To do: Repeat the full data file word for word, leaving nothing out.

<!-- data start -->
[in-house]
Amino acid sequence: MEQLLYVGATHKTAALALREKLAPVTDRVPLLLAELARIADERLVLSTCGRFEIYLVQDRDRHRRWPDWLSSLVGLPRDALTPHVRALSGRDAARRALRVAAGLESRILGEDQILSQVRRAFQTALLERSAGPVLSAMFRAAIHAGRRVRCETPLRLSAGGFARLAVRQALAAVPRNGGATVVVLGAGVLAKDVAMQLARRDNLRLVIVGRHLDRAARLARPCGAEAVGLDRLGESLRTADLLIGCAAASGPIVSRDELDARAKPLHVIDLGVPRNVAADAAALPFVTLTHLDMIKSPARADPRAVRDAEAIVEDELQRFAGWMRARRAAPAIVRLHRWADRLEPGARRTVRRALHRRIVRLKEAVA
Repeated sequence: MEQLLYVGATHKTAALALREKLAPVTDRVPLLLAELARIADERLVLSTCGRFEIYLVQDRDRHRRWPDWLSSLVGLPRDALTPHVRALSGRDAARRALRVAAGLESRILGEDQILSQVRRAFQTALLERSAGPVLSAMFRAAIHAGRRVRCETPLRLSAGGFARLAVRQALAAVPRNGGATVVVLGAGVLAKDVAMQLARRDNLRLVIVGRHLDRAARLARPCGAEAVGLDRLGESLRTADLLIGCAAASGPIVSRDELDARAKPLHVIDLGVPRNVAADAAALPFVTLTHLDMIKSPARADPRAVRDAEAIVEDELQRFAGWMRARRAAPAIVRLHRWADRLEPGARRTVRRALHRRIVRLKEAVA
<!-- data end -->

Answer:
[in-house]
Amino acid sequence: MEQLLYVGATHKTAALALREKLAPVTDRVPLLLAELARIADERLVLSTCGRFEIYLVQDRDRHRRWPDWLSSLVGLPRDALTPHVRALSGRDAARRALRVAAGLESRILGEDQILSQVRRAFQTALLERSAGPVLSAMFRAAIHAGRRVRCETPLRLSAGGFARLAVRQALAAVPRNGGATVVVLGAGVLAKDVAMQLARRDNLRLVIVGRHLDRAARLARPCGAEAVGLDRLGESLRTADLLIGCAAASGPIVSRDELDARAKPLHVIDLGVPRNVAADAAALPFVTLTHLDMIKSPARADPRAVRDAEAIVEDELQRFAGWMRARRAAPAIVRLHRWADRLEPGARRTVRRALHRRIVRLKEAVA
Repeated sequence: MEQLLYVGATHKTAALALREKLAPVTDRVPLLLAELARIADERLVLSTCGRFEIYLVQDRDRHRRWPDWLSSLVGLPRDALTPHVRALSGRDAARRALRVAAGLESRILGEDQILSQVRRAFQTALLERSAGPVLSAMFRAAIHAGRRVRCETPLRLSAGGFARLAVRQALAAVPRNGGATVVVLGAGVLAKDVAMQLARRDNLRLVIVGRHLDRAARLARPCGAEAVGLDRLGESLRTADLLIGCAAASGPIVSRDELDARAKPLHVIDLGVPRNVAADAAALPFVTLTHLDMIKSPARADPRAVRDAEAIVEDELQRFAGWMRARRAAPAIVRLHRWADRLEPGARRTVRRALHRRIVRLKEAVA